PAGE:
We also changed out all 900 computers at our location. After that was done, I was then told that in the next few months I’d have to commute to the main campus to keep my job. It was a drive that was over five hours, roundtrip. They did not offer a transfer or even pay compensation for driving there. I was literally forced to quit at this point.
#18 Incoming Changes
Our university’s vice president explained that the goal of every tenured faculty member was to write enough grants to pay our salaries and replace us with TAs. Every semester, ideally every undergrad class. Also, we’d be under a hiring freeze but could feel free to “be creative” and use temporary grant money to hire tenured faculty. Also, we’d all be paying an extra $250 a year in parking fees to fund a new student parking lot. Dear Lord, was I glad I’d already decided to leave.
#19 An Ultimatum
My old company was bought out by an equity group. We knew pretty quickly how things were going to change. The new president, who was on a call with thousands of employees said, “We have two kinds of employees: those that work a tremendous number of hours, and those that that should find another company to work for.”
#20 New Offices
My last job was at an independent school in the UK. During a period of “streamlining,” the entire faculty was called into a hall and told, in upbeat terms, that we were struggling to make ends meet. Salaries were too high, perks were too abundant and spending was unsustainable. For clarity, salaries weren’t too high and perks were practically non-existent.
Spending was definitely unsustainable, however. In part because they were spending hundreds of thousands redesigning the senior staff offices to hide all the cabling and install “proper” wood paneling. They didn’t even get as far as telling me what they planned to do with my job and pay – I was gone in less than three months.
#21 You Don’t Need a Degree
My district manager told me to talk my key holder out of going back to college. Mind you, she wanted to be a doctor. They were proud that no one had degrees. That’s fine, but I’m not working 45+ hours a week and mandatory holidays just to sell some shoes. The loyalty my coworkers had was so cringeworthy. They didn’t understand how we were being taken advantage of because we didn’t get our degrees.
#22 Have a Seat
I was in sales and worked in an alright office. We had a keg in the break room that we could get to on Fridays. One day, they brought all the salesmen into the break room and told us all to grab a drink. They then told us until the rest of the year, we weren’t going to be paid commissions. Our commissions made up about 70% of our money. Four of us just got up and left.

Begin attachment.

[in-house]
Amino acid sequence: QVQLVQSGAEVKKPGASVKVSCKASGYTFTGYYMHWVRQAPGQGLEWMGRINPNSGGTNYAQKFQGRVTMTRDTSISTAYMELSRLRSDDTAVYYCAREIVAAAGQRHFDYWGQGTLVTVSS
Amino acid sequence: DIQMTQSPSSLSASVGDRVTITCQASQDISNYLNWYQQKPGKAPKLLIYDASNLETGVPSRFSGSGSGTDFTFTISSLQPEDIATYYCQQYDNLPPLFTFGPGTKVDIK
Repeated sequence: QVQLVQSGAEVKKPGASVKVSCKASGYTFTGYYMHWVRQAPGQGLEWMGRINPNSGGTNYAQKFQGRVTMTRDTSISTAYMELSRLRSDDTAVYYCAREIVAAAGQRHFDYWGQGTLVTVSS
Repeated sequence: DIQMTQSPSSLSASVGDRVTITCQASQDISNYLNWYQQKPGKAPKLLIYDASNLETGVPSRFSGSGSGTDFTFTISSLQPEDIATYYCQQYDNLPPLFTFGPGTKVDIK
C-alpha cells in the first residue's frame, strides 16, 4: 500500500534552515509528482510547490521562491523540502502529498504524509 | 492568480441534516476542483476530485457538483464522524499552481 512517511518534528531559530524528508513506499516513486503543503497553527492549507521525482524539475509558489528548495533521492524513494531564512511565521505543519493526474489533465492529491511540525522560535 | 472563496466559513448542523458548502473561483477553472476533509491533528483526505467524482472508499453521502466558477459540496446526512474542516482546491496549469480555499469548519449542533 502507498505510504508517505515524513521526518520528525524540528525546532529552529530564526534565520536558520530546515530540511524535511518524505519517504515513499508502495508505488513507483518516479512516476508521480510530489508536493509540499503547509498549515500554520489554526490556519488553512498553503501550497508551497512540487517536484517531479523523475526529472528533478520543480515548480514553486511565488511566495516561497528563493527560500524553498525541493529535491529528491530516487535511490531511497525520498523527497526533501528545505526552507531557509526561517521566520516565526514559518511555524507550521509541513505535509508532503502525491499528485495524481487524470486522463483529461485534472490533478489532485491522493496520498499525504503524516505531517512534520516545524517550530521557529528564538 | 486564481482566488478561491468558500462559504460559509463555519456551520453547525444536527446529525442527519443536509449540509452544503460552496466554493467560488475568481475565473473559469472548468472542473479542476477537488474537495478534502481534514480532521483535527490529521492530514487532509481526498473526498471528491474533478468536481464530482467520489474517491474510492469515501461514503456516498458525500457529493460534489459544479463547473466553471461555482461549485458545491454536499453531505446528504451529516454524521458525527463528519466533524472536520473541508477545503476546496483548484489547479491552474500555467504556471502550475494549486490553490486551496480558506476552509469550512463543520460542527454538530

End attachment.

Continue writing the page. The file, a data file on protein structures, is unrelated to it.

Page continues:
#23 Not as it Seems
I worked at a popular travel stop; it’s practically a state icon. They’re famous for their good wages for a low-income job. There’s a huge sign over every entry with the starting wages around $13.00 an hour in a state where minimum wage is $7.25. Customers think it’s a great place to work. Well, they literally fired a girl for having a stroke.
#24 We’re a Family
I once worked for a company that always told us, “We treat our employees like family!” Yet, they’ll ignore harassment claims, hire from outside the company, refuse to give out decent pay, and will write you up for doing overtime. And yet, the CEO just bought himself a nice new BMW. Honestly, I hate that place.
#25 The Best Hospital
I worked at an animal hospital that wanted to be the best hospital in the city. It had the most modern equipment, looked incredible inside, had good Yelp ratings, etc. On top of that, we were told during hiring that we were a huge family and everyone loved each other. This couldn’t be more wrong. This place was the epitome of superficial. The turnaround rate was out of control and people absolutely hated each other.
Moreover, the pay was horrible, even though we charged double the amount of any other hospital for our “extensive care.” We couldn’t talk about our concerns because it was considered “gossip” and people were fired frequently for this. Apparently, they’ve now put audio recording throughout the hospital to listen in on employees’ conversations. I honestly don’t know how anyone still works there.
#26 Thanks for Everything
I was in management and got the message that bonuses for the last financial year were severely cut across the business. We were probably going to receive 30% of our total potential at best. We then attended our financial end-of-year results meeting and were told that net profits were up by 18%. It was the best performance in years, all thanks to us. Okay, I’m planning on leaving now.
#27 Company Cheer
When I went to my first corporate managers rally, I thought it would be cool. There was a free catered lunch and it counted as a work day. Then, they started the rally with the company cheer. At first, I thought, “What? We’re adults, why are we cheering?” I looked around and way too many people were into this cheer. I realized that job wasn’t going to be for me.
#28 Cheapskate Architects